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Nigeria in fruitless search for foreign investment?

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“Violent crime—such as armed robbery, assault, carjacking, kidnapping, hostage taking, roadside banditry, and rape—is common throughout the country.



Nigeria in fruitless search for foreign investment?
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By Marcel Okeke

Senator Adams Oshiomhole practically shocked the entire world the other day, during the screening of the new helmsman at the Central Bank of Nigeria (CBN) Dr. Olayemi Cardoso, and his deputies at the Chambers of the Nigerian Senate. Oshiomhole had told his colleagues, the soon-to-be bosses of the CBN and their teeming well-wishers that the fact that “Western institutions are clapping for Nigeria” regarding its economic policies means that “we are not getting it right.”

For emphasis, Oshiomhole who is also a former President of the Nigeria Labor Congress (NLC) and two-term governor of Edo State said each time “the West” is clapping for us as regards our economic policies, it means we are not getting it right. “We want Nigerians to be the ones clapping for us,” he emphasized.

And truly, the economic policies of the President Bola Ahmed Tinubu administration have been (perhaps unwittingly) plunging the Nigerian economy into the woods. Apparently being goaded and prodded by the International Monetary Fund (IMF) and the World Bank (agents of “the West”), the Tinubu administration has removed fuel subsidy and unified the exchange rates of the Naira (in the forex market).

These policies and their adjunct initiatives have so far unleashed untold hardship and pains on Nigerians. Rather than counting any gains of its policies, the Government has been battling with cobbling together some packages of mere “palliatives” to assuage the suffering and impoverishment of the citizenry.

In this milieu and wild ‘applause’ from the IMF and the World Bank, the Tinubu government has practically been trotting the globe to woo foreign investors to come to invest in Nigeria. Thus, at the recent 2023 United Nations General Assembly (UNGA) in the US, President Tinubu and his brand new cabinet spent all their time scouting for investors (Nigerians and foreigners) to come to invest in Nigeria. For close to one week, the entire Nigerian contingent was involved in ‘town hall meetings’ with Diaspora Nigerians and parleys with other top businesspersons attending the confab from wherever.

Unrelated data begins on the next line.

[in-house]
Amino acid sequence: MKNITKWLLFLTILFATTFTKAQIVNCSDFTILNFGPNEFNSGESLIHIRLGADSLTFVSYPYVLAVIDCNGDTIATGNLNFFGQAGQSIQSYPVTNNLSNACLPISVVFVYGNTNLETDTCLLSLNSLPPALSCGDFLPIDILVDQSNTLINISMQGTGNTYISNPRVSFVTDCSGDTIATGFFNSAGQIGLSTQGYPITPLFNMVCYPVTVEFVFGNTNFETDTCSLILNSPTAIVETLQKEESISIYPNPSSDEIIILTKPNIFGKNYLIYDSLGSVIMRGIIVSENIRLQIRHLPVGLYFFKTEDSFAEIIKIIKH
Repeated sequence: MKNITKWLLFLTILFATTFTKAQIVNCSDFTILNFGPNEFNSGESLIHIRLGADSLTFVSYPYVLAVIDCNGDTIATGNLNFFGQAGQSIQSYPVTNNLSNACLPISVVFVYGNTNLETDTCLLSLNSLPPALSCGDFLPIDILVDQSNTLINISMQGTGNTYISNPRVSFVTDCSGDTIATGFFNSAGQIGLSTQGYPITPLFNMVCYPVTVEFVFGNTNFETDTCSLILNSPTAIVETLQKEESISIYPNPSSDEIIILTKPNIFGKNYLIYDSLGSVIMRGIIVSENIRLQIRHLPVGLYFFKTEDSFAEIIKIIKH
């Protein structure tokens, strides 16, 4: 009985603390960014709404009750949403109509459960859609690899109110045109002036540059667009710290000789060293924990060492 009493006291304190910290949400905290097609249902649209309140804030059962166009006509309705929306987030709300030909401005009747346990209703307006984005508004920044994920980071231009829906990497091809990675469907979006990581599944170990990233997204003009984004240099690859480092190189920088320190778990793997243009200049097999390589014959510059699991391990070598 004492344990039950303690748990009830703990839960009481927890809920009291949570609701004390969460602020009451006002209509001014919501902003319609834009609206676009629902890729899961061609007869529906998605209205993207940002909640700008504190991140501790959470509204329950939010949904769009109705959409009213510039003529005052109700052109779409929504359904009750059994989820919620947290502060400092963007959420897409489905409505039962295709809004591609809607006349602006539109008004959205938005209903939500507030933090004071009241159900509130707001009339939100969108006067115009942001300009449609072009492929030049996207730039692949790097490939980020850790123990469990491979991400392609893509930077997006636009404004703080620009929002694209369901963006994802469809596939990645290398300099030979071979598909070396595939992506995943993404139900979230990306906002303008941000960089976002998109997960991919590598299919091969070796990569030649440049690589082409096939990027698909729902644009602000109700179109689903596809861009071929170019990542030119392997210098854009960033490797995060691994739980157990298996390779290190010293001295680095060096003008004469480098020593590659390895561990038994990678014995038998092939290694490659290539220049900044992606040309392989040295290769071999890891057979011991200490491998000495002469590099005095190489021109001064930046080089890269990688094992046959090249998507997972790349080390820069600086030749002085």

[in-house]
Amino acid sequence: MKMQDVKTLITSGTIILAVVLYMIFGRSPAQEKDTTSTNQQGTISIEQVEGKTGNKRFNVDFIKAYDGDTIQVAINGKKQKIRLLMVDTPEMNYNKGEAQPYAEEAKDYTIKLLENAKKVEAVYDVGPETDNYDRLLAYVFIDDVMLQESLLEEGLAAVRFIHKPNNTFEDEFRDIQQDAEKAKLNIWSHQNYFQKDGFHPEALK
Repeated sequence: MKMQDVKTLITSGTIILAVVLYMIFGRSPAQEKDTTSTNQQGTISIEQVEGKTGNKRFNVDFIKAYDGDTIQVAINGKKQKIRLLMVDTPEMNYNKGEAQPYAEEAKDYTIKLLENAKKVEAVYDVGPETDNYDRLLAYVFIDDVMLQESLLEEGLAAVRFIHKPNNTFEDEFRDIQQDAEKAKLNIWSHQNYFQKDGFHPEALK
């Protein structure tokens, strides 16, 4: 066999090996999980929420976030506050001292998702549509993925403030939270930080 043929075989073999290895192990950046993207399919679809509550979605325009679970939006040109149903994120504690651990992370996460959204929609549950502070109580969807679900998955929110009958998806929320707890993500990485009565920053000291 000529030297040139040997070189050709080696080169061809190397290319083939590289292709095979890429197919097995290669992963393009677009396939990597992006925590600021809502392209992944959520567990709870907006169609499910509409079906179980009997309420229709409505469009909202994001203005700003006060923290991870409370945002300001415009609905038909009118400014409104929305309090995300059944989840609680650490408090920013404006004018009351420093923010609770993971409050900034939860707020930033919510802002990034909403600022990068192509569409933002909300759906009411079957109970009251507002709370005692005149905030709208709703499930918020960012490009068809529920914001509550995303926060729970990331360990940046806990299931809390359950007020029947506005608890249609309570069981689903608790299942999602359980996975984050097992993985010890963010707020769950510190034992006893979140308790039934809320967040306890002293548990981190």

Unsurprisingly, a few days after the UNGA jamboree, the United States issued a strongly worded travel advisory to its citizens against making trips to Nigeria. Specifically, on September 20, the US Department of State warned US citizens “to reconsider travelling to Nigeria due to increased risk of crime, terrorism, civil unrest, kidnapping and armed gangs in the country.” The “do not travel” warning specifically mentioned Borno, Yobe, Kogi, and northern Adamawa states due to terrorism and kidnapping; Bauchi, Gombe, Kaduna, Kano, Katsina, Sokoto, and Zamfara states due to kidnapping.

A similar warning was issued for Abia, Anambra, Bayelsa, Delta, Enugu, Imo, and Rivers (with the exception of Port Harcourt) due to crime, kidnapping, and armed gangs. While placing these states on Level 4—the highest risk category—the US warned that the security situation in those states was fluid and unpredictable due to widespread terrorist activity, inter-communal violence, and kidnapping.

“Violent crime—such as armed robbery, assault, carjacking, kidnapping, hostage taking, roadside banditry, and rape—is common throughout the country. Kidnapping for ransom occurs frequently, often targeting dual national citizens who have returned to Nigeria for a visit, as well as US citizens with perceived wealth. Kidnapping gangs have also stopped victims on interstate roads,” the advisory stated.

A few days before the UNGA outing, President Tinubu made a similar trip to India at the invitation of that country’s Prime Minister, Narendra Modi, just to be one of some African Heads of Government to participate in the G-20 meeting being hosted by the ‘Land of Nehru’. Ahead of the days for the meeting, Tinubu practically ‘couriered’ almost all members of his cabinet from their inauguration venue to India, again, to scout for foreign investors.